Baltimore’s plastic waste litigation follows an earlier lawsuit the city filed in late 2022 to hold six cigarette manufacturers responsible for tens of millions of littered cigarette filters, which are made of plastic fibers.

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That lawsuit is still making its way through the court system. A federal judge recently returned the case to the Circuit Court for Baltimore City, where it had been originally filed. The new case is in the same venue.

The litigation filed last week “is the result of a misguided policy by the plastic manufacturers” in which they decided they could save money by making single-use bottles and packaging and then allowing their products to be littered, said Annapolis attorney Roy Mason, whose firm, Smouse & Mason, is among those representing Baltimore in the new lawsuit and the cigarette filter case.

Plastic wrappers and bottles are breaking down into microplastics and even smaller nanoplastics that are getting into the city’s water supply. That puts Baltimore residents at risk of ingesting toxic chemicals found in plastics and getting sick, the lawsuit claims.

The 71-page lawsuit notes that some plastic waste in Baltimore gets burned at the WIN Waste incinerator off Interstate 95, a longtime source of toxic air emissions.

The waste-to-energy incinerator itself and its contractual relationship to the city were recently the subject of a federal civil rights complaint filed by environmental justice advocates with the U.S. Environmental Protection Agency. Inside Climate News reported in May that environmental advocates contend that the city’s failure to move away from trash incineration violates federal civil rights law by disproportionately harming Hispanic and Black residents in the area.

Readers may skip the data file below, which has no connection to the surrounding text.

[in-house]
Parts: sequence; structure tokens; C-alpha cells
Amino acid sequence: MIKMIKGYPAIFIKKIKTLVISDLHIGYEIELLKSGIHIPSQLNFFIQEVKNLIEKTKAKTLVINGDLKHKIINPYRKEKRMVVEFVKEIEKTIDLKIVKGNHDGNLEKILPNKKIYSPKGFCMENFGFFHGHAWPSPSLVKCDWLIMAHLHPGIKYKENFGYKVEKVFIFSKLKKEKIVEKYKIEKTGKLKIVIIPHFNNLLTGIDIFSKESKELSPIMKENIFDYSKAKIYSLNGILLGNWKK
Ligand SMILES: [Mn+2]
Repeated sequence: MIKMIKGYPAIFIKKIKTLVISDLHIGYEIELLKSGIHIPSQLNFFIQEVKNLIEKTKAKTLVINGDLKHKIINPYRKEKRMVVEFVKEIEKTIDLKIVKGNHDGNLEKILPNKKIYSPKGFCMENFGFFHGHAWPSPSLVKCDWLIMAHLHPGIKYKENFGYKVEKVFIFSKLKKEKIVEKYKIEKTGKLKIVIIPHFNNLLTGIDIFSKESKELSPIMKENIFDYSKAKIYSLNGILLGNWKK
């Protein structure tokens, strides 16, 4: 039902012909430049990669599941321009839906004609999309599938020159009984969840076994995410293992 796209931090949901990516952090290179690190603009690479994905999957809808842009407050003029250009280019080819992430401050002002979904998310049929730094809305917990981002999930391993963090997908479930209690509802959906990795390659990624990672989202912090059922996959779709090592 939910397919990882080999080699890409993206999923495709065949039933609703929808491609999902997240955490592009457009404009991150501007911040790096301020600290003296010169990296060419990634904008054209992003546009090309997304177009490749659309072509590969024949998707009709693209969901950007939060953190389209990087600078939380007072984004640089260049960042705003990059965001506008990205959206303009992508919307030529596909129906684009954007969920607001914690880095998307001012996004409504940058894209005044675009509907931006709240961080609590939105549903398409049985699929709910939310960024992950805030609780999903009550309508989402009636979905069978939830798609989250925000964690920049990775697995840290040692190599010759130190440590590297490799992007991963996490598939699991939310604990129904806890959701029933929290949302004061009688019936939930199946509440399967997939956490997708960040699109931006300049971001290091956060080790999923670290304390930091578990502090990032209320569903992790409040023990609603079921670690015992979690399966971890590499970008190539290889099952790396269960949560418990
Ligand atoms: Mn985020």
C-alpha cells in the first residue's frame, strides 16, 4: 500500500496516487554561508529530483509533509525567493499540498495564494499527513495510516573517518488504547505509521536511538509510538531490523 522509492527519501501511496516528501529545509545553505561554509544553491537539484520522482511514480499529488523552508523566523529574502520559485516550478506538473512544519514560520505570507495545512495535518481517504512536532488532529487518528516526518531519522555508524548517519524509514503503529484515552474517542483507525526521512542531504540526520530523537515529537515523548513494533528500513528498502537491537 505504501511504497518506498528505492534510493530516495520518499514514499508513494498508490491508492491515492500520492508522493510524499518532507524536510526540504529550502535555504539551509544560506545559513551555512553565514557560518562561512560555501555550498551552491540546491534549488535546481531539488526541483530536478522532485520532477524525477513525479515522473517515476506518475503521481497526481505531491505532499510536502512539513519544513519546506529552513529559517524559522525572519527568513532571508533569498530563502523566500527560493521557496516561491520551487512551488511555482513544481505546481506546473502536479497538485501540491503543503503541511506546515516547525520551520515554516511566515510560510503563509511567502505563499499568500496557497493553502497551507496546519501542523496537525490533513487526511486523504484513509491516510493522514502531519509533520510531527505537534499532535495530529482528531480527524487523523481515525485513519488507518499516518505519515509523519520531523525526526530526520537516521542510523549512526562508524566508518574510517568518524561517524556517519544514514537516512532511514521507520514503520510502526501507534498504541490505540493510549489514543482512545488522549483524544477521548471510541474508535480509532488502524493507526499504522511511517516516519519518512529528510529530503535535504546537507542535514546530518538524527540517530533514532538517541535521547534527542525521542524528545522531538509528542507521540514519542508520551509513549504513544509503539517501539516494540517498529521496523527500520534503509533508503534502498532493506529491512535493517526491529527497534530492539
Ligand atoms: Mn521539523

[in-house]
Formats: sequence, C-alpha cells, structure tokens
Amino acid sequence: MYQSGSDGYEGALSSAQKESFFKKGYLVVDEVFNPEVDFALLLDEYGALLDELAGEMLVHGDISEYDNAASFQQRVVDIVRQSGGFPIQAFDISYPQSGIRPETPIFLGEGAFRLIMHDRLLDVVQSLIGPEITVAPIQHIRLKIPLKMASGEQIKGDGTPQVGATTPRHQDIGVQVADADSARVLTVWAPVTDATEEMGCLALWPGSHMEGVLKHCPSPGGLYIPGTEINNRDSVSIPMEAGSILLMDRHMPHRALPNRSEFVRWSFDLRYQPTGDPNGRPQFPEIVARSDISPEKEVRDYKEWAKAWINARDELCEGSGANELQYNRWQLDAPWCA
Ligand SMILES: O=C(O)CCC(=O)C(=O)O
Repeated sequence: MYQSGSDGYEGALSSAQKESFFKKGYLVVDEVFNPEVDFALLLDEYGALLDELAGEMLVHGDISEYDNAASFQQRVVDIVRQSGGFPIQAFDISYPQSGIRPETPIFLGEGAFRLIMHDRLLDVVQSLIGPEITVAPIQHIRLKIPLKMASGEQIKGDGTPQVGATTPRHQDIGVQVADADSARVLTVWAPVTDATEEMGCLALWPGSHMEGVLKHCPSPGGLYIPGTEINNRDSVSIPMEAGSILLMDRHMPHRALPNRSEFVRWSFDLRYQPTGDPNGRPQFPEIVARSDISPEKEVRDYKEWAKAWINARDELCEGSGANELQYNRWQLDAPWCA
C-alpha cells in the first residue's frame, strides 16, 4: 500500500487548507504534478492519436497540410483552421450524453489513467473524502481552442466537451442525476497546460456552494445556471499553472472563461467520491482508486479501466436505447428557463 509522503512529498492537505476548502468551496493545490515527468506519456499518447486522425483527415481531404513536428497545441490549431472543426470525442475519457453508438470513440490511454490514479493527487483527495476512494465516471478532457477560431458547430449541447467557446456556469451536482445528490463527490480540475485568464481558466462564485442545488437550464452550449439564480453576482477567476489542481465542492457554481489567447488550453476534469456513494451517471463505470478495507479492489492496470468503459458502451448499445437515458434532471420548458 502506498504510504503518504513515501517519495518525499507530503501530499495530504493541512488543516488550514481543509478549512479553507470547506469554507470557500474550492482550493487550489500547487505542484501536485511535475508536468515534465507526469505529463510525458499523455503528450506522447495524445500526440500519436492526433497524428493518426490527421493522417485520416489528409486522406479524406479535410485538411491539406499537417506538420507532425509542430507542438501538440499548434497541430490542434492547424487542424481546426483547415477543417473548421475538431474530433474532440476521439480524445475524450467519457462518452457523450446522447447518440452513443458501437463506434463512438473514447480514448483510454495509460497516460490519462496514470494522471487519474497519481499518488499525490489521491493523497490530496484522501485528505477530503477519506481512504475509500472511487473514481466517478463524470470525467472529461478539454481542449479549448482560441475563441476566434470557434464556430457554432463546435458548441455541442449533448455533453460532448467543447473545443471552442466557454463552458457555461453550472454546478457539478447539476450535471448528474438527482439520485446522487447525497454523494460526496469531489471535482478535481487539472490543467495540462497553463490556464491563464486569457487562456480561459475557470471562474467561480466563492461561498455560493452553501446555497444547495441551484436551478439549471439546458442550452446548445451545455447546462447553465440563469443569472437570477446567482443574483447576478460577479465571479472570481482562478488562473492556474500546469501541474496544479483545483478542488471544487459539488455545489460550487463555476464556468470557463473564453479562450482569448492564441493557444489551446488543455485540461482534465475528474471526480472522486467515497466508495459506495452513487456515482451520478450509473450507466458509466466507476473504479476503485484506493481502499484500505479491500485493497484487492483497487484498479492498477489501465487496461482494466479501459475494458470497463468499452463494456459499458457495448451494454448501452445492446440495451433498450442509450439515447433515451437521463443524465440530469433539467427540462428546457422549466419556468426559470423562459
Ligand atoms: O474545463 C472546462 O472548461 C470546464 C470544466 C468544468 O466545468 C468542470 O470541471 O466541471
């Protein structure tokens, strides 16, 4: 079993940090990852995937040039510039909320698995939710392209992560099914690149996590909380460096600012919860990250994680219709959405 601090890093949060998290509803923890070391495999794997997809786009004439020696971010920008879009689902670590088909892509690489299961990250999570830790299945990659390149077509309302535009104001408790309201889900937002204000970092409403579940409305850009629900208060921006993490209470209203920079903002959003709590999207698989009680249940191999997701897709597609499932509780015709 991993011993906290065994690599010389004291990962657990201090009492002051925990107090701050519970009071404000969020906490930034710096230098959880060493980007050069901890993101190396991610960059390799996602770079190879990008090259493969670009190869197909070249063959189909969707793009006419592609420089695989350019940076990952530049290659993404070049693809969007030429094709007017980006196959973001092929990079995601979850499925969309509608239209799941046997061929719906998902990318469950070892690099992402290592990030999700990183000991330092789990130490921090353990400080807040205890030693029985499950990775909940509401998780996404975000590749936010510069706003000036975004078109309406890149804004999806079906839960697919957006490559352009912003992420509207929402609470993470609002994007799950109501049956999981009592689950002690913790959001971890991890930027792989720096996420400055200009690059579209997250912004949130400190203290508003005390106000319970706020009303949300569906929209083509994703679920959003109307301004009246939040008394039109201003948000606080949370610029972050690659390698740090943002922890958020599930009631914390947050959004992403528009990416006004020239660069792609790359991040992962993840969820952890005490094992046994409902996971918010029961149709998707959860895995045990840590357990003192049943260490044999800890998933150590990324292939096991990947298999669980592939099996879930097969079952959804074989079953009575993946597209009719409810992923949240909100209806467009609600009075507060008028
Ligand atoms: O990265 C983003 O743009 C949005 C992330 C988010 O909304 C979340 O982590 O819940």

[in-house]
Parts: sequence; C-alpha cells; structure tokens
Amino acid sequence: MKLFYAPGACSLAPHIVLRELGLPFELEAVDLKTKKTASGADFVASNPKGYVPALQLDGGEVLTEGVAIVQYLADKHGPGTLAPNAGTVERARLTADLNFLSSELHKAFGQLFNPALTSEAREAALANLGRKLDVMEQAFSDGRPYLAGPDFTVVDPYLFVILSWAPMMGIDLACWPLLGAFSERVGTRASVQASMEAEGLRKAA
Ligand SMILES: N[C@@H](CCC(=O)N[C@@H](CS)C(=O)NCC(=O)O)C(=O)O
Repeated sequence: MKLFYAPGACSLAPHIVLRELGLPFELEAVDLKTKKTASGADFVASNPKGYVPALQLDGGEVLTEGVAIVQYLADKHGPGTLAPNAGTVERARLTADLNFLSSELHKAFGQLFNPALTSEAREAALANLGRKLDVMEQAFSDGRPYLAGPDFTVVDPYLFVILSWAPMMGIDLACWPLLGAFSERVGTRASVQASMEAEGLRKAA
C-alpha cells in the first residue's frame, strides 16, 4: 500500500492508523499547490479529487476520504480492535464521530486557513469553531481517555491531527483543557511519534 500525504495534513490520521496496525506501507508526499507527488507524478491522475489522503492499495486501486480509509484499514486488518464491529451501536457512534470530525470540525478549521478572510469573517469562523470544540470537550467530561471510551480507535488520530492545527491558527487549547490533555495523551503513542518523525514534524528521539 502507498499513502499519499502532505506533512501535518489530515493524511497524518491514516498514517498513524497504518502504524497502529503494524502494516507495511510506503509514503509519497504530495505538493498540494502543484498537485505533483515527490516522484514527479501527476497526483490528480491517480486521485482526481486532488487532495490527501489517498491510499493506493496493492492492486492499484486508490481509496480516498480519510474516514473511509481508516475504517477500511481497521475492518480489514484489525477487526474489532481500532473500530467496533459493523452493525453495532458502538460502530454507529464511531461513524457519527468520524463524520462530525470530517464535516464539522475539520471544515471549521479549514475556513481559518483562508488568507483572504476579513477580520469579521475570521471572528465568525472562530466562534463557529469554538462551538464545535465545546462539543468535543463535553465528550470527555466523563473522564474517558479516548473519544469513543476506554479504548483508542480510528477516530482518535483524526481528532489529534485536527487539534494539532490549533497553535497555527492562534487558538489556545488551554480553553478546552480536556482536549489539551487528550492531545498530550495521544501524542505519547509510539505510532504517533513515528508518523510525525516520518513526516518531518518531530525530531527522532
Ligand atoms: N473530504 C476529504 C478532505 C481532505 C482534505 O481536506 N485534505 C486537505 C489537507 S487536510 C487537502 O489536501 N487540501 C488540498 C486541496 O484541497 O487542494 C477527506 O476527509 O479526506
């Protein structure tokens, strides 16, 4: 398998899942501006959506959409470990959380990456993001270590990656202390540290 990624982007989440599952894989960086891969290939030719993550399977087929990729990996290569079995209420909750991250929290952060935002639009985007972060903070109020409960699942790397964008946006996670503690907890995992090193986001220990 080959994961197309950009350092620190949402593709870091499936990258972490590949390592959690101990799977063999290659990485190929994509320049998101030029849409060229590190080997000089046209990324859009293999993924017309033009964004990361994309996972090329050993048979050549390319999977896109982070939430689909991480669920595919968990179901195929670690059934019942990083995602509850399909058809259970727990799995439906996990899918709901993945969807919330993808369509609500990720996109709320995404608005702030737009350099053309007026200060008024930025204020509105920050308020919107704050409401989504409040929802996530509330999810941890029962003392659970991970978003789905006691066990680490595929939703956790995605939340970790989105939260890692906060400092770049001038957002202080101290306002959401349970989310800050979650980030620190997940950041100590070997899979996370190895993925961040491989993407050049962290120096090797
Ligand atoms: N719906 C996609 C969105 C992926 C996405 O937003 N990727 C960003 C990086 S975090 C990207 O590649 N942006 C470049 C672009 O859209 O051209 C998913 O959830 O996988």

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The city did not create the problem of widespread plastic waste and has “no choice but to try to dispose of these products in the best way that they can,” within budget, Mason said when asked about the incinerator.

In the plastics lawsuit, the city claims that the companies created a “false narrative” around the effectiveness of plastics recycling.

It cites a February 2024 report by the Center for Climate Integrity that “details the expansive history of lies and deceit engaged in by the oil and plastics industries to cover up the truth about plastics’ danger to the environment and to the public health, in order to maintain the ability to manufacture and sell the products to residents of cities like Baltimore.”

The lawsuit describes plastic litter as “toxic” and its accumulation as a “nuisance epidemic.”

“Every community has the same problem,” Mason said Monday in an interview. “It’s just that Baltimore is one of the first cities to file a lawsuit to try to make the originators of this pay the price” of cleaning up and preventing plastic waste pollution.

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“We hope this litigation will inspire other cities to pursue similar litigation,” Mason said.

This story is published in partnership with Inside Climate News, a nonprofit, independent news organization that covers climate, energy and the environment. Sign up for the ICN newsletter here.